The search is over. Johns Hopkins Medicine has selected two prominent city locations to serve as new off-site office space for several administrative departments currently located on the East Baltimore campus.
The plan is to relocate 220 personnel by early fall into the newly built Bond Street Wharf, located at Bond and Thames streets in Fells Point, and One Charles Center, which sits at 100 N. Charles St. in the heart of Baltimore's downtown area.
In total, Hopkins will occupy roughly 50,000 square feet of space, 35,000 of which will be at Bond Street Wharf.
Richard Grossi, chief financial officer for Johns Hopkins Medicine, said that Hopkins is currently finalizing lease arrangements with Bond Street Wharf LLC, the Fells Point building's landlord. As for expansion into 100 N. Charles St., Grossi said Hopkins will execute an option on an existing lease, as both the School of Professional Studies in Business and Education and the Fund for Johns Hopkins Medicine already occupy space in the building. The plan was approved last month by a subcommittee of the board of trustees.
The move is the second substantial relocation effort off the campus within a year. In April 2002, the Fund for Johns Hopkins Medicine, with 120 personnel, consolidated its offices at One Charles Center.
The relocation effort and citywide search for space, begun eight months ago, was necessitated by the steady growth in Hopkins Medicine's "core programs" and the pressing need for additional clinical and academic space on the East Baltimore campus, Grossi said, adding that it became clear to university and hospital officials that Hopkins had to look elsewhere to accommodate administrative offices.
Situated on the waterfront, Bond Street Wharf is a six-story, 216,000-square-foot office building that was designed by RTKL Associates. The building is part of a $101 million commercial and residential complex being developed by Struever Bros. Eccles & Rouse and H&S Properties Development Corp. It is located on the site of the former Terminal Warehouse, a dilapidated six-story brick building burned down in 1992 in a scene in the Barry Levinson film Avalon.
Bond Street Wharf's amenities include retail on the ground floor, a rooftop terrace, a planned adjacent park area and plentiful parking. Hopkins will join RTKL, Morgan Stanley and Brown Investment Advisory & Trust as tenants.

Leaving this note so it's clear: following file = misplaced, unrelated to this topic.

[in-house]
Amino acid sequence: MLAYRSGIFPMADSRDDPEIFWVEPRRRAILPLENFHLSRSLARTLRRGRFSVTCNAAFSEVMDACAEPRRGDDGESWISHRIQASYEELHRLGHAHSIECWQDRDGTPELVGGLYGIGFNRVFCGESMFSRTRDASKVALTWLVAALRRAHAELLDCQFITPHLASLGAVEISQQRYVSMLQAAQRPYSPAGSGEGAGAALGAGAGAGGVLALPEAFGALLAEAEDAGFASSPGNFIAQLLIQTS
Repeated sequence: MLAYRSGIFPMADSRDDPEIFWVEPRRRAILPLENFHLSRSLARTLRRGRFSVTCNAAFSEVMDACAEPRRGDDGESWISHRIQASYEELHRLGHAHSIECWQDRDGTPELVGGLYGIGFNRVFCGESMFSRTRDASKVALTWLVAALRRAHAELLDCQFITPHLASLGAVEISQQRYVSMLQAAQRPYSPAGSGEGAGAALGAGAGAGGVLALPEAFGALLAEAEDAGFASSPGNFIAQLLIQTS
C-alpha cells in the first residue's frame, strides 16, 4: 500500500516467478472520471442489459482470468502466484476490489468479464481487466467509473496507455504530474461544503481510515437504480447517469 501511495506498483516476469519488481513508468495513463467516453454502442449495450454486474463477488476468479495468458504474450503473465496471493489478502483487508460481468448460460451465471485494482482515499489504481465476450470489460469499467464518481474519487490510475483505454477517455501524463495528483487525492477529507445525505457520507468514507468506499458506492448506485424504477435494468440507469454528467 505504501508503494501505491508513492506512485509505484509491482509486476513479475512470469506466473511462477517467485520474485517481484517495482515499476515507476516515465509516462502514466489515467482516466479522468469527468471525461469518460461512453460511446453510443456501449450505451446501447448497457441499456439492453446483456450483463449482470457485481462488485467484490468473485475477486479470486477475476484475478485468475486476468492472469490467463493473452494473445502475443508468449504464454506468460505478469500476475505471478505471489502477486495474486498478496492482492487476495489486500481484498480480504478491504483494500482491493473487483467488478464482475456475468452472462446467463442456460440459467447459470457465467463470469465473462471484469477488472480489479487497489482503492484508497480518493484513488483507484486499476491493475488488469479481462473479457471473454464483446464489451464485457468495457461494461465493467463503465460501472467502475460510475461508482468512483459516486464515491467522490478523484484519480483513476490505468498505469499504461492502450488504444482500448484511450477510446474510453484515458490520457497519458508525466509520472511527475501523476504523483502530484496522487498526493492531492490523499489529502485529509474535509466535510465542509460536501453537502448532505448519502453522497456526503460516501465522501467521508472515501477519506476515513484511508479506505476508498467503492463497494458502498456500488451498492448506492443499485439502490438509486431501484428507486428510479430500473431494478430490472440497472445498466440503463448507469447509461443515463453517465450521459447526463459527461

Grossi said that moving into Bond Street Wharf makes sense because, in addition to being an attractive location, it allows Hopkins to keep jobs in the eastern part of the city and relocated offices relatively close to campus.
"We want to support the commercial redevelopment of the Broadway corridor," Grossi said. "We would love to see Broadway get a shot in the arm from the East Baltimore campus to Fells Point, and this, we feel, is a step in the right direction. In time, we possibly could see a nice walkway that extends from the campus down to the waterfront."
As for 100 N. Charles St., Grossi said Hopkins' expanded presence in the building will emphasize what is becoming "a new Hopkins campus in the downtown area," referring to the location's proximity to SPSBE's Downtown Center, located on the corner of North Charles and Fayette streets.
Hopkins plans to occupy another entire floor of 100 N. Charles St.
"There was a strong incentive to find a place that would support the downtown area," Grossi said. "We're excited about the prospect of having another inner-city location and about bolstering Hopkins' ability to support the economy of the city."
Grossi said the plans are for the School of Medicine's former Office of Technology Licensing (recently consolidated into the new Office of Licensing and Technology Development) and the Office of Policy Coordination to move into 100 N. Charles St., while Bond Street Wharf will be the new home for Access Services, JHM's Office of Public Affairs, the Office of Consumer Health Information, Johns Hopkins Health System's Planning and Marketing Office and other administrative groups that he "is currently in conversation with."
Charles Weinstein, director of real estate services for Johns Hopkins Real Estate, which led the search for space, said the fact that Bond Street Wharf provided ample parking space and that both sites allow for future expansion were "major factors" as to why they were selected. The landlord for Bond Street Wharf has agreed to provide a shuttle service for transport between its building and the East Baltimore campus. One Charles Center is located two Metro stops from the East Baltimore campus.
Grossi said he anticipates occupancy to occur by September.